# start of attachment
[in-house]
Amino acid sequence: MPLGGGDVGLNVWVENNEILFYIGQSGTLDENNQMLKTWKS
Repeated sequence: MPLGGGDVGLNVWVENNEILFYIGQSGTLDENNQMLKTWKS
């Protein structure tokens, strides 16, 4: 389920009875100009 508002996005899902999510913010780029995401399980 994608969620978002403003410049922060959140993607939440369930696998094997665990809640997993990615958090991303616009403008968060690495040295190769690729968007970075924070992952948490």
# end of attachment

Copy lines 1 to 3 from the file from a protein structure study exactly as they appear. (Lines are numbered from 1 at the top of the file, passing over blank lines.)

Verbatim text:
[in-house]
Amino acid sequence: MPLGGGDVGLNVWVENNEILFYIGQSGTLDENNQMLKTWKS
Repeated sequence: MPLGGGDVGLNVWVENNEILFYIGQSGTLDENNQMLKTWKS